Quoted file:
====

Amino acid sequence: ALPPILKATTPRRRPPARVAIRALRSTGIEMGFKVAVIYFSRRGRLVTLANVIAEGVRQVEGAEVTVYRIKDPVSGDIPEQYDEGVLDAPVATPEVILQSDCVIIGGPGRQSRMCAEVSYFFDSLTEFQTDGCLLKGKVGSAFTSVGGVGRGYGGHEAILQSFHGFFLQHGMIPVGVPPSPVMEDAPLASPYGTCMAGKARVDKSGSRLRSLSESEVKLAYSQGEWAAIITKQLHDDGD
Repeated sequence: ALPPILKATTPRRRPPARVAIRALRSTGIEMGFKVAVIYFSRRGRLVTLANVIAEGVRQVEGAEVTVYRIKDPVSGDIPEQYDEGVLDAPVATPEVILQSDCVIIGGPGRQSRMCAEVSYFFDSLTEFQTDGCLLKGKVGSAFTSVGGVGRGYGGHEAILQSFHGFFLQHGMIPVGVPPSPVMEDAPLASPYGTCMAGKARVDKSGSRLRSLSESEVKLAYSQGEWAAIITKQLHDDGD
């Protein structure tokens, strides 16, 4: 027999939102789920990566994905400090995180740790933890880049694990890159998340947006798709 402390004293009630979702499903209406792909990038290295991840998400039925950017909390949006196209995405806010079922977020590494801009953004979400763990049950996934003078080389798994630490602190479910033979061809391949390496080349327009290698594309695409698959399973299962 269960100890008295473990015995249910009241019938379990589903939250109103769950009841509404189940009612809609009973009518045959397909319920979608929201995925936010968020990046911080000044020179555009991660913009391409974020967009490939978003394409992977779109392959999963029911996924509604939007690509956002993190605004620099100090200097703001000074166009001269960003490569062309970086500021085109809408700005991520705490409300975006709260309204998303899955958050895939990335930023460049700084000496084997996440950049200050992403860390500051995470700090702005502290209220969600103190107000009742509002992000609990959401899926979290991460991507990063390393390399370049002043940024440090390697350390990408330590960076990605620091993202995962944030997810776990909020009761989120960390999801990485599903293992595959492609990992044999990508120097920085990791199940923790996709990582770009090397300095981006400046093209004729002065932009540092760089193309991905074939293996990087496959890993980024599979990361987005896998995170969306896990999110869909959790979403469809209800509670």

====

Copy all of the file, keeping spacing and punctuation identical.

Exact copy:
Amino acid sequence: ALPPILKATTPRRRPPARVAIRALRSTGIEMGFKVAVIYFSRRGRLVTLANVIAEGVRQVEGAEVTVYRIKDPVSGDIPEQYDEGVLDAPVATPEVILQSDCVIIGGPGRQSRMCAEVSYFFDSLTEFQTDGCLLKGKVGSAFTSVGGVGRGYGGHEAILQSFHGFFLQHGMIPVGVPPSPVMEDAPLASPYGTCMAGKARVDKSGSRLRSLSESEVKLAYSQGEWAAIITKQLHDDGD
Repeated sequence: ALPPILKATTPRRRPPARVAIRALRSTGIEMGFKVAVIYFSRRGRLVTLANVIAEGVRQVEGAEVTVYRIKDPVSGDIPEQYDEGVLDAPVATPEVILQSDCVIIGGPGRQSRMCAEVSYFFDSLTEFQTDGCLLKGKVGSAFTSVGGVGRGYGGHEAILQSFHGFFLQHGMIPVGVPPSPVMEDAPLASPYGTCMAGKARVDKSGSRLRSLSESEVKLAYSQGEWAAIITKQLHDDGD
């Protein structure tokens, strides 16, 4: 027999939102789920990566994905400090995180740790933890880049694990890159998340947006798709 402390004293009630979702499903209406792909990038290295991840998400039925950017909390949006196209995405806010079922977020590494801009953004979400763990049950996934003078080389798994630490602190479910033979061809391949390496080349327009290698594309695409698959399973299962 269960100890008295473990015995249910009241019938379990589903939250109103769950009841509404189940009612809609009973009518045959397909319920979608929201995925936010968020990046911080000044020179555009991660913009391409974020967009490939978003394409992977779109392959999963029911996924509604939007690509956002993190605004620099100090200097703001000074166009001269960003490569062309970086500021085109809408700005991520705490409300975006709260309204998303899955958050895939990335930023460049700084000496084997996440950049200050992403860390500051995470700090702005502290209220969600103190107000009742509002992000609990959401899926979290991460991507990063390393390399370049002043940024440090390697350390990408330590960076990605620091993202995962944030997810776990909020009761989120960390999801990485599903293992595959492609990992044999990508120097920085990791199940923790996709990582770009090397300095981006400046093209004729002065932009540092760089193309991905074939293996990087496959890993980024599979990361987005896998995170969306896990999110869909959790979403469809209800509670």